Permanent URI for this collection


Recent Submissions

Now showing 1 - 5 of 265
  • Item
    Soil carbon stock and nutrient characteristics of Senna siamea grove in the semi-deciduous forest zone of Ghana
    (De Gruyter, 2020-06) Logah, Vincent; Tetteh, Erasmus Narteh; Adegah, Ebenezer Yao; Mawunyefia, Justice
    We report soil carbon stock (SCS) and nutrient characteristics of a pure stand of Senna siamea grove in comparison with adjacent cropland using t-test. This study was conducted in 2018 at the Kwame Nkrumah University of Science and Technology, Kumasi. Soil sampling up to 50 cm depth was carried out from five subplots in each ecosystem. The SCS of the grove at 0–15 cm depth was over 100% greater (30.78 Mg/ha) than that of the cropland (15.16 Mg/ha). Soil pH and total N content of the grove were 5.75 ± 1.22 and 0.10 ± 0.03% in the topsoil (0–15 cm) and 5.52 ± 0.80, 0.06 ± 0.01% and 5.03 ± 1.22, 0.04 ± 0.01% in the 15–30 and 30–50 cm depths, respectively. Although these values were greater in the grove than the cropland, the available phosphorus content was 3–4 fold greater in the latter soil. The two ecosystems affected soil organic carbon and total nitrogen contents significantly (p < 0.05) only in the topsoil, but had a significant influence on soil available phosphorus in both the topsoil and the subsoil. Sand content of the grove seemed to explain greater variability in its SCS (R2 = 0.81) than clay content. The greater SCS of the Senna grove demonstrates its role in soil carbon storage in tropical climate in the era of climate change.
  • Item
    Legume-rhizobium specificity effect on nodulation, biomass production and partitioning of faba bean (Vicia faba L.)
    (Nature, 2021) Allito, B.B.,; Ewusi-Mensah, N.; Logah, V.
    Greenhouse and multi-location experiments were conducted for two consecutive years to investigate the effects of rhizobium on nodulation, biomass production and partitioning of faba bean. Split-plot in randomized complete block design was used for field experiments. Treatments consisted of six rhizobium strains and three faba bean varieties. Peat carrier-based inoculant of each strain was applied at the rate of 10 g kg−1 seed. Non-inoculated plants without N fertilizer and with N fertilizer served as –N and + N controls, respectively. Data on nodulation, shoot dry weight and root dry weight were collected and analyzed. Inoculation of rhizobium significantly increased nodulation of faba bean under greenhouse and field conditions. Location x strain x variety interaction had significant effects on nodulation, dry matter production and partitioning. Rhizobium inoculation increased nodulation, shoot and root dry weights of faba bean across locations. For example, inoculation with rhizobium strains NSFBR-15 and NSFBR-12 to variety Moti resulted in 206.9 and 99.3% shoot dry weight increase at Abala Gase and Hankomolicha, respectively and 133.3 and 70.7% root dry weight increase on the same variety at the same sites, respectively. Nodulation and biomass production depend on the compatibility between faba bean genotype and rhizobium strain and its interaction with soil bio-physical conditions.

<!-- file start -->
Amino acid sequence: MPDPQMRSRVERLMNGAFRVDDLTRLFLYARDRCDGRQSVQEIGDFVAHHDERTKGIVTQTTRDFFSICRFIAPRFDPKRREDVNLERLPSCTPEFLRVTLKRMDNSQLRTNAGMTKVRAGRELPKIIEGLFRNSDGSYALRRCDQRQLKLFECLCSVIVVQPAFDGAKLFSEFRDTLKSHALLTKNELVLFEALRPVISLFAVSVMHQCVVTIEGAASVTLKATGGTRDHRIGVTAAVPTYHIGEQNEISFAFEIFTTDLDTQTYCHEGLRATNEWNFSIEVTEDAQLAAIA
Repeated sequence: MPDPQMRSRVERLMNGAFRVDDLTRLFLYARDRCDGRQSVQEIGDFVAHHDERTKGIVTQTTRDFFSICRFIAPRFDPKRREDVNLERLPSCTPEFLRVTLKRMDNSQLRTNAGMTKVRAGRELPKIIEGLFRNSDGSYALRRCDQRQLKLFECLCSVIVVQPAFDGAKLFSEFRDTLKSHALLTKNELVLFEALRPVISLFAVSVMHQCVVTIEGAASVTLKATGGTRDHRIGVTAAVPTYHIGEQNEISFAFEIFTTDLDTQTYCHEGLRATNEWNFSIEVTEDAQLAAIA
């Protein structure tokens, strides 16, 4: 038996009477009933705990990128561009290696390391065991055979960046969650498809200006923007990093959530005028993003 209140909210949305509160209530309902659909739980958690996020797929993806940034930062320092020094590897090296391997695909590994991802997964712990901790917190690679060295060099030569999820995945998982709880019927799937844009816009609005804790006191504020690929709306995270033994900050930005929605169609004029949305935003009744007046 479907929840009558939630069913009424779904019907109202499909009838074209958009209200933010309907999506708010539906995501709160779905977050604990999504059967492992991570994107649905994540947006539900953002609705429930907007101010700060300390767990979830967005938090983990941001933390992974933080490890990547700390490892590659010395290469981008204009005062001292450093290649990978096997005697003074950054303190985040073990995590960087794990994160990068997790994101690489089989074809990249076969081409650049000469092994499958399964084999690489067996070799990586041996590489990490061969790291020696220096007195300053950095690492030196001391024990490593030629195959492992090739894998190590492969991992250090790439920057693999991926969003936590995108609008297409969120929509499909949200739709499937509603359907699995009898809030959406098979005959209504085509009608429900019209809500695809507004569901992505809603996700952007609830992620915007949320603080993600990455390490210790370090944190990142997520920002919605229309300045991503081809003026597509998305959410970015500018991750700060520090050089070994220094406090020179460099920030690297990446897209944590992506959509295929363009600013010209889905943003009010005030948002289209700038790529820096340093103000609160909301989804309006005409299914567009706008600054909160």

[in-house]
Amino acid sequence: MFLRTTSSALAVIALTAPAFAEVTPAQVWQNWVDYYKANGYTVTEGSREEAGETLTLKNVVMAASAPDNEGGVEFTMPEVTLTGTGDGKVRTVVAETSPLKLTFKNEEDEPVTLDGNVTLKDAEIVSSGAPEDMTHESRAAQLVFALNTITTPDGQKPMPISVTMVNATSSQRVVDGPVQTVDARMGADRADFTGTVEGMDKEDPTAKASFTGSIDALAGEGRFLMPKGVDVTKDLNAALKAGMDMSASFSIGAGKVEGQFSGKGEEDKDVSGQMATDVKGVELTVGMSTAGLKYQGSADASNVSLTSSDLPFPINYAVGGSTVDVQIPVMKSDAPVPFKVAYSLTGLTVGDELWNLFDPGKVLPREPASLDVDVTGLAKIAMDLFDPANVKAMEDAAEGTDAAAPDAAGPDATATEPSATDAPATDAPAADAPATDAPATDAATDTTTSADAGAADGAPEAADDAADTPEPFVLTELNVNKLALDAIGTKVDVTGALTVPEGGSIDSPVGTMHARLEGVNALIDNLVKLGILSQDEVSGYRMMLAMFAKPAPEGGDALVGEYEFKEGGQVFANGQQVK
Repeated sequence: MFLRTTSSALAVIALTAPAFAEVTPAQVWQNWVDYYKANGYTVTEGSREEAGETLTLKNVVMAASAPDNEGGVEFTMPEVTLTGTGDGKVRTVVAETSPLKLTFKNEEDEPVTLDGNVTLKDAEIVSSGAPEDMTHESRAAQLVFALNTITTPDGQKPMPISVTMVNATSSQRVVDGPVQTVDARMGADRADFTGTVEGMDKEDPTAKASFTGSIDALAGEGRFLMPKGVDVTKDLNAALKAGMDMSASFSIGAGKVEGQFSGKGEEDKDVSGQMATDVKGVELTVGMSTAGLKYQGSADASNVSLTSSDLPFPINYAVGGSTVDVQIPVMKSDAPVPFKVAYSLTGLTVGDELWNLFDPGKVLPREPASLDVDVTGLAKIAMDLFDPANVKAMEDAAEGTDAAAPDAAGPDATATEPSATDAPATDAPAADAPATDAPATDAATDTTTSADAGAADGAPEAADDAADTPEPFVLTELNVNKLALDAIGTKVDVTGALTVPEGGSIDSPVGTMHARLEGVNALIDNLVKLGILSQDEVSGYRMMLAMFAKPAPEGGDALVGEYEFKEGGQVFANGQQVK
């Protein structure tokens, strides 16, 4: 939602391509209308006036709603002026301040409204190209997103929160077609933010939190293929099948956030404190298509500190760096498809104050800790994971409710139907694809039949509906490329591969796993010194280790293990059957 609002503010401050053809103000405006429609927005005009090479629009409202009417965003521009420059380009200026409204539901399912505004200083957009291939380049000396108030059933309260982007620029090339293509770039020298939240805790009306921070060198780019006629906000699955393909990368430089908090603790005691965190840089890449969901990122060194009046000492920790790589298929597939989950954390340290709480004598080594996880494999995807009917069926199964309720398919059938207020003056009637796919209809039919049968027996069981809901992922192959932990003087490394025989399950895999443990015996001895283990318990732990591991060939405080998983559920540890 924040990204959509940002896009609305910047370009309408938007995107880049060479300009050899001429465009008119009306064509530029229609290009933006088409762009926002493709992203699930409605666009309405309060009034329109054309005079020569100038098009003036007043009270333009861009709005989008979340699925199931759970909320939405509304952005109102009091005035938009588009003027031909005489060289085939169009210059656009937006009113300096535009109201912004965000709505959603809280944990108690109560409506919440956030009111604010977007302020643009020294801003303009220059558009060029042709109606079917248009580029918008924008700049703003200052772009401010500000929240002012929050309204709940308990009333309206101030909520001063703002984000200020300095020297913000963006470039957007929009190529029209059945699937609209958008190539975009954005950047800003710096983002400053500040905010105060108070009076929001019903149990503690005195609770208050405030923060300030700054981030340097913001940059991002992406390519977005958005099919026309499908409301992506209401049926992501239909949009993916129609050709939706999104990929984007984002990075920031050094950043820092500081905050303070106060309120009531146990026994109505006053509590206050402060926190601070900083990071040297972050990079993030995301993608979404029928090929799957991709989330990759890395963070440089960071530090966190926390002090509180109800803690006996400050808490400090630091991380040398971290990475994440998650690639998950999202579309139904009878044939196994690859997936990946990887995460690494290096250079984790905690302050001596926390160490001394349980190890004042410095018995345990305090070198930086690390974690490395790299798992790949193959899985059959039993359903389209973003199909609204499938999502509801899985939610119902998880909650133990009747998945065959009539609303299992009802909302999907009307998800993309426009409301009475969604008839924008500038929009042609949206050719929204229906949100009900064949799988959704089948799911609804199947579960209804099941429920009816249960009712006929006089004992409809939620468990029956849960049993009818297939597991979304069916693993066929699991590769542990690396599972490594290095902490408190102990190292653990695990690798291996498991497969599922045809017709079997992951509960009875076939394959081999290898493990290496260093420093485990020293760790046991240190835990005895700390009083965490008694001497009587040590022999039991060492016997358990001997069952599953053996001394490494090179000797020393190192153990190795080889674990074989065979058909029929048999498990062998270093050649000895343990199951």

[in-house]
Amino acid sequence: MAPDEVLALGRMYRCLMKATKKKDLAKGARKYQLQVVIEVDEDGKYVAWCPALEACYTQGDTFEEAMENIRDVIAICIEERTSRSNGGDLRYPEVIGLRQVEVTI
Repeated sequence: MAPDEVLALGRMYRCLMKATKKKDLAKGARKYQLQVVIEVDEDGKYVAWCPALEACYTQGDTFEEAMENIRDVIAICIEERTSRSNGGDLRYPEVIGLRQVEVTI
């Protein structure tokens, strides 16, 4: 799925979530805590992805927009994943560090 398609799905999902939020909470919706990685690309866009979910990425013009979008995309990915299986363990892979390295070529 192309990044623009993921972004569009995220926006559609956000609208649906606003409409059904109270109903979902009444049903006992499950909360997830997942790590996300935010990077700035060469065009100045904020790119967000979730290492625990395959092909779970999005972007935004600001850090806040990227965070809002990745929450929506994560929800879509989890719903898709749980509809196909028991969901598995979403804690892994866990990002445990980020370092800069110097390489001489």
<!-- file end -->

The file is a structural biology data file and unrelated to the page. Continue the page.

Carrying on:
• Item
    Elevated adaptive immune responses are associated with latent infections of wuchereria bancrofti
    (PLOS, 2012-04) Arndts, Kathrin; Deininger, Susanne; Specht, Sabine; Klarmann, Ute; Mand, Sabine; Adjobimey, Tomabu; Debrah, Alexander Y.; Batsa, Linda; Kwarteng, Alexander; Epp, Christian; Taylor, Mark; Adjei, Ohene; Layland, Laura E.; Hoerauf, Achim